It is exactly the same in the West. Many people have incredible intellectual understanding of Buddhism; this is not difficult for them. But it is dry, intellectual understanding and does not fertilize the heart. I think this is a problem, definitely. There are professors, for example, who have studied Buddhism for years. They have high degrees and have published books on the lam-rim and tantra. Yet many of them are not Buddhists at all. Im not putting them down; they admit it. They can read Lama Je Tsong Khapas lam-rim so fast and translate it using such incredible words, but they say, I am not Buddhist which means they dont actualize what they write about. For them it is just theory. To me this is shocking. I cant understand it. I am confused. True!

    On the other hand, there are those who have heard only the lam-rim lets say, heard about the negative mind and they begin to look inside themselves and begin to meditate. They begin to watch. Slowly, the lam-rim becomes part of them. But those intellectual people think that the negative mind is somewhere else, way up on Mt Everest. It doesnt refer to me, they think, so they dont care.

    Many of my students who are interested in learning more ask me, Lama, should I learn Tibetan? I say to them, If you want

    to learn Tibetan, learn it. If you dont want to learn it, dont. Theres enough information available in English and other languages. I have my reasons for answering them this way. Im sympathetic to Western students, and Ive been watching you. Many of my students have learned Tibetan, but after they have learned it, they seem to practice Dharma less. I am shocked. This doesnt make sense to me. The Tibetan language is not a holy language. In every culture you learn a language. Its part of samsara; youre learning a samsaric trip. In learning Tibetan, instead of learning a Western trip, you learn a Tibetan one. So I am not so interested in my students learning the Tibetan language. Whats important is to taste the chocolate. It does not matter how small a piece you get - as long as you taste it, you are satisfied. That is all. I think that is all Buddhism can do.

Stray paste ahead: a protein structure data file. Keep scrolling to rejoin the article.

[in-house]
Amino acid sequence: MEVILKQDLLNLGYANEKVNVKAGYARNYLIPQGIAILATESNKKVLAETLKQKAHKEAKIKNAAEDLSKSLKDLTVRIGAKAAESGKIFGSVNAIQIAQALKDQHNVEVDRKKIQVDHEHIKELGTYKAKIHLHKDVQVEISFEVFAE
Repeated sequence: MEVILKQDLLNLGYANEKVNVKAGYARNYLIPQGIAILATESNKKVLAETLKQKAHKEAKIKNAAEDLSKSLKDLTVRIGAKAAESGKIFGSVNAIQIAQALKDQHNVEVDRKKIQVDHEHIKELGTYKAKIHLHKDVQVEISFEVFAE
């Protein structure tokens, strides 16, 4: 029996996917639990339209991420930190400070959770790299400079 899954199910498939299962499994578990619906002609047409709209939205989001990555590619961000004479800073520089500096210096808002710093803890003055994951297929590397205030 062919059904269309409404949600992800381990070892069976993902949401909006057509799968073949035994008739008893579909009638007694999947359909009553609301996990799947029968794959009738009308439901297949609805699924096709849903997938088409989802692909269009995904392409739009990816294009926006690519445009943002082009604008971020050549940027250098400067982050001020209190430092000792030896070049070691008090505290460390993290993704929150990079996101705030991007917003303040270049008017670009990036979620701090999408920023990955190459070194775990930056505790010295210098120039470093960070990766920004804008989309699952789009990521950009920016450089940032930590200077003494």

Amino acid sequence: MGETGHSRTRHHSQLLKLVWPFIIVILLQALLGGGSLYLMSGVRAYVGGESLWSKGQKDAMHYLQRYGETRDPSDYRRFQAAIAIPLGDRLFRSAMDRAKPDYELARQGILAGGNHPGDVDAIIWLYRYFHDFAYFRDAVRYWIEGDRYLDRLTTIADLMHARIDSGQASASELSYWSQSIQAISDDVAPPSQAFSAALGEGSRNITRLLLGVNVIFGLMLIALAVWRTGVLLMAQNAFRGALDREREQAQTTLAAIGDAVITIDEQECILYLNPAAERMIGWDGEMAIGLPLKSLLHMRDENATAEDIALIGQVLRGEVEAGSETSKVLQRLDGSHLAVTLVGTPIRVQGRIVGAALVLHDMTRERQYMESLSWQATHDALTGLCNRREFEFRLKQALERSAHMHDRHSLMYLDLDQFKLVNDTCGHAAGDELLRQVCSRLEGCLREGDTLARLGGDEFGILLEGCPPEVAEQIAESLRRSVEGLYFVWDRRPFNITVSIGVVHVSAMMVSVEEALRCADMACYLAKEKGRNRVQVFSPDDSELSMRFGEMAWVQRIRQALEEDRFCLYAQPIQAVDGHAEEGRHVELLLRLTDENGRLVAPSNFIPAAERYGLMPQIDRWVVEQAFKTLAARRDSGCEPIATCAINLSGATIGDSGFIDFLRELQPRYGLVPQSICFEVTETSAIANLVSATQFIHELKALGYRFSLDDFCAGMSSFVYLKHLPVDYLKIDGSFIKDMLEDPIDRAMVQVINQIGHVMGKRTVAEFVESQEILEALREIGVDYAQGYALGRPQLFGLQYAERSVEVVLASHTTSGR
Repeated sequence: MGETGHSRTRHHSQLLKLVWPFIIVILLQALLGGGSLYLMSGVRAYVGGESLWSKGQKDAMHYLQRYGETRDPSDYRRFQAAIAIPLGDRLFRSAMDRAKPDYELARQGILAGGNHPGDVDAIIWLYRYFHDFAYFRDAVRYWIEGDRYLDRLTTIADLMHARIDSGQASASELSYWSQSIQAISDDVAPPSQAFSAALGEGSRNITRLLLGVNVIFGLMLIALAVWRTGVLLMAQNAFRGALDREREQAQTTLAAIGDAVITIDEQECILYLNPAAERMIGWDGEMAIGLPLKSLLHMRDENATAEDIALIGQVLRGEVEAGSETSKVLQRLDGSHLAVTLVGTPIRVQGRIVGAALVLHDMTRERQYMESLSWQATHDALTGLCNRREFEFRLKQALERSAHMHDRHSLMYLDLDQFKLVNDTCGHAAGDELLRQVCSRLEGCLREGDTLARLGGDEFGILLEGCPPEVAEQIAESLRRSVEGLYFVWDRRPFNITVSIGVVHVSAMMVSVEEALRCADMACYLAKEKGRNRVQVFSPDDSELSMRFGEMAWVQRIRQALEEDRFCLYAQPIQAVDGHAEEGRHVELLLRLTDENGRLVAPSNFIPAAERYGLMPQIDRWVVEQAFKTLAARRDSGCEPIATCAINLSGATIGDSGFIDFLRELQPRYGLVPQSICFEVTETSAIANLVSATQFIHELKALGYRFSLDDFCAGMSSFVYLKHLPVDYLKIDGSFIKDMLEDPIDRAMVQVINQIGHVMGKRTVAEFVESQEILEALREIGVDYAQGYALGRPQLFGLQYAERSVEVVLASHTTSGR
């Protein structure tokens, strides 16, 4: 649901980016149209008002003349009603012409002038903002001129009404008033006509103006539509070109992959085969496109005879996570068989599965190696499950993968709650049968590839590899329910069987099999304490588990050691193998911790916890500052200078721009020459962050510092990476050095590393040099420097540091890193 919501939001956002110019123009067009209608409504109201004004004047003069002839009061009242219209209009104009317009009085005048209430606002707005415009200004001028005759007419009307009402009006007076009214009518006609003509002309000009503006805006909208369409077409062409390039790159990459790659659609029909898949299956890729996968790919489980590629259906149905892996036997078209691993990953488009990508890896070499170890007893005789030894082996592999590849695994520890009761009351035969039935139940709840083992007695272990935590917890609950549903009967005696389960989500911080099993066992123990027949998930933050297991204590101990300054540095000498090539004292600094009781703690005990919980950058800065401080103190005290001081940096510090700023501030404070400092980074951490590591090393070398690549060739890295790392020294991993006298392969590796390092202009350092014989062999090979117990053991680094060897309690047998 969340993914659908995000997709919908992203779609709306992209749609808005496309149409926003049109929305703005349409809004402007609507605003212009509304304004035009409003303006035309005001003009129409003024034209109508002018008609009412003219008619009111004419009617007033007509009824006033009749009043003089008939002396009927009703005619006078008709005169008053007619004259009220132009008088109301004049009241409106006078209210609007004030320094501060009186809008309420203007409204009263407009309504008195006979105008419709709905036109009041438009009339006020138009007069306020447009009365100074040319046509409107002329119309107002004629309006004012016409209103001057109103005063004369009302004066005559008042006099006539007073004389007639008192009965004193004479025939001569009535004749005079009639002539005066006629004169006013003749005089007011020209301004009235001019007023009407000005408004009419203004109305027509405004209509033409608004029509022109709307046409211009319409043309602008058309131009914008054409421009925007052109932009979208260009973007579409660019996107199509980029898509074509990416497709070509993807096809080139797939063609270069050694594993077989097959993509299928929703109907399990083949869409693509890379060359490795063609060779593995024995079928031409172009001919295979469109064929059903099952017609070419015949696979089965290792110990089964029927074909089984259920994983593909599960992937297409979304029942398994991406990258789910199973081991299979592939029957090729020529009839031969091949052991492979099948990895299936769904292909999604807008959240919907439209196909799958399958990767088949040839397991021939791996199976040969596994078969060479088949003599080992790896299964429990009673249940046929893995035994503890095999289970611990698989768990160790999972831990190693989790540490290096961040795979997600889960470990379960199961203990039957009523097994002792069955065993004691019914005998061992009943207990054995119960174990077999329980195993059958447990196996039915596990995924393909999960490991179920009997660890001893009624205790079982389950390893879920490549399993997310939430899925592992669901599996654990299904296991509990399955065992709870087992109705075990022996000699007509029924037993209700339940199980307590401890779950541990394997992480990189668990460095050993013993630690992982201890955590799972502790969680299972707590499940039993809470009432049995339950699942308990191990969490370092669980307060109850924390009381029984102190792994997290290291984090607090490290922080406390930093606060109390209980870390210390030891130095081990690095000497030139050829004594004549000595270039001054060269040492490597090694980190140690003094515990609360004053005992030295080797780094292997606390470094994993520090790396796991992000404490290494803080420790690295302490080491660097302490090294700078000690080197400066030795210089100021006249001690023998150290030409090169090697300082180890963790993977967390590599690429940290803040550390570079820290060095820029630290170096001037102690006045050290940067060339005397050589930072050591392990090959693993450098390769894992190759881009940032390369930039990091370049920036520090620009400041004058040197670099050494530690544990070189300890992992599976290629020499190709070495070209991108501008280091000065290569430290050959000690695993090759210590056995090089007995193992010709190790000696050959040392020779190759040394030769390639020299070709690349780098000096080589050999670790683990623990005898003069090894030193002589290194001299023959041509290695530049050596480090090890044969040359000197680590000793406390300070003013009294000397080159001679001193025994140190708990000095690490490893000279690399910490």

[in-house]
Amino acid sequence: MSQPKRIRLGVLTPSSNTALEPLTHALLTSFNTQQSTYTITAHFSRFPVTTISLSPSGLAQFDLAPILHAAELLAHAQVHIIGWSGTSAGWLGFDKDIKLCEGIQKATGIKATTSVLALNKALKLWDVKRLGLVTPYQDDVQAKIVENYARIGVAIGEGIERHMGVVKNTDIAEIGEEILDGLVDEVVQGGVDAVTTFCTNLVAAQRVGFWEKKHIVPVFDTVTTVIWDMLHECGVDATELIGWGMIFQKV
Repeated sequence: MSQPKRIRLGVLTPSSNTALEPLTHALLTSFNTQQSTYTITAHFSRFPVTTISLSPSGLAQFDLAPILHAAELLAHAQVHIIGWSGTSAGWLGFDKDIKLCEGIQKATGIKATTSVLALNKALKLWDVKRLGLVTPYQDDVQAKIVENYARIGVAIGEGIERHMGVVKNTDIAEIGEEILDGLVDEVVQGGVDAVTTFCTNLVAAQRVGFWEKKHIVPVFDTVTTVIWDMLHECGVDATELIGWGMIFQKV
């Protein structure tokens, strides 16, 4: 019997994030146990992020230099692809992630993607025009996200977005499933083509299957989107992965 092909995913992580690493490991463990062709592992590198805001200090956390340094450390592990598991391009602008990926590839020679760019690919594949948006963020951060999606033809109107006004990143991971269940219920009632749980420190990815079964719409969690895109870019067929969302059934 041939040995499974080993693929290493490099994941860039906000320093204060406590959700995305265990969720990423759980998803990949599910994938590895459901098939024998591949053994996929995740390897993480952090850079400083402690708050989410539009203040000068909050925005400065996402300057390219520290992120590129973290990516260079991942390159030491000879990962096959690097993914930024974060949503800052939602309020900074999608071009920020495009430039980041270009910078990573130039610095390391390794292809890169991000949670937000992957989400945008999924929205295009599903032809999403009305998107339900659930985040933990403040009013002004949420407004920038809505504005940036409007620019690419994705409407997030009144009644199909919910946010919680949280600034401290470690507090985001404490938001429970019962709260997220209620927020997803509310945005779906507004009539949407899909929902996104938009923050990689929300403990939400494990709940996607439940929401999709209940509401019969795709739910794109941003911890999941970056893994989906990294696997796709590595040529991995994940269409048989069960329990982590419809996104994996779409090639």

I remember His Holiness the Dalai Lama saying one time that, when he visited some Kagyu monasteries, he saw many monks who were not so learned but who were practicing seriously, doing retreat, leading ascetic lives and experiencing many hardships. His Holiness said that these monks studied something, a small part of a commentary perhaps, then immediately put great energy and effort into meditating on it. And then there are some Gelugpa monks, for example, who are very learned but who are not putting so much energy into their practice. Im quoting the Dalai Lamas words, okay, Im not giving my own interpretation. His Holiness expressed the wish for balance between those Kagyupas who put incredible energy into practicing meditation without much learning and those Gelugpas who are incredibly learned but do very little practice. I am sure His Holiness is not joking. He has no sectarianism. He was impressed by those Kagyu retreaters.